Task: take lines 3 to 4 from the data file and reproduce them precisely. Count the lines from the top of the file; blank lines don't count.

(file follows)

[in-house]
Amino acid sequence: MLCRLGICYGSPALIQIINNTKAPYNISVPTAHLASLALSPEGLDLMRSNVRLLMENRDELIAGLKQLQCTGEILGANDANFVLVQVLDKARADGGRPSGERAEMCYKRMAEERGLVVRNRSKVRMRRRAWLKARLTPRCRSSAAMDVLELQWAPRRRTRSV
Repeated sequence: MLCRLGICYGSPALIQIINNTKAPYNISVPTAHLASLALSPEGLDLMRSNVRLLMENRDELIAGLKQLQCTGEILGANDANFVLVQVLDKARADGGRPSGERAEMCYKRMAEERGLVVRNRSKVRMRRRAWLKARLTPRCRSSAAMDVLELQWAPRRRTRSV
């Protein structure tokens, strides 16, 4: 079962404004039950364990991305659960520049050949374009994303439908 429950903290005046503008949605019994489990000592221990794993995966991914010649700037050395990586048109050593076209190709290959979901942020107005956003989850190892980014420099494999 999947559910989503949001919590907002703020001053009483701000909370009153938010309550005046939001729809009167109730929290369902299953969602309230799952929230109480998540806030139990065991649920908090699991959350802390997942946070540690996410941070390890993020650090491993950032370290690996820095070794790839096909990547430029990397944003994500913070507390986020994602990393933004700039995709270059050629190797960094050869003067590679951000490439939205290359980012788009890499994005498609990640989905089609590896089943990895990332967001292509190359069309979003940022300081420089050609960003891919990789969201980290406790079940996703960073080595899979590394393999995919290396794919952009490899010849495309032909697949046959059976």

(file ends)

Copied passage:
Repeated sequence: MLCRLGICYGSPALIQIINNTKAPYNISVPTAHLASLALSPEGLDLMRSNVRLLMENRDELIAGLKQLQCTGEILGANDANFVLVQVLDKARADGGRPSGERAEMCYKRMAEERGLVVRNRSKVRMRRRAWLKARLTPRCRSSAAMDVLELQWAPRRRTRSV
């Protein structure tokens, strides 16, 4: 079962404004039950364990991305659960520049050949374009994303439908 429950903290005046503008949605019994489990000592221990794993995966991914010649700037050395990586048109050593076209190709290959979901942020107005956003989850190892980014420099494999 999947559910989503949001919590907002703020001053009483701000909370009153938010309550005046939001729809009167109730929290369902299953969602309230799952929230109480998540806030139990065991649920908090699991959350802390997942946070540690996410941070390890993020650090491993950032370290690996820095070794790839096909990547430029990397944003994500913070507390986020994602990393933004700039995709270059050629190797960094050869003067590679951000490439939205290359980012788009890499994005498609990640989905089609590896089943990895990332967001292509190359069309979003940022300081420089050609960003891919990789969201980290406790079940996703960073080595899979590394393999995919290396794919952009490899010849495309032909697949046959059976």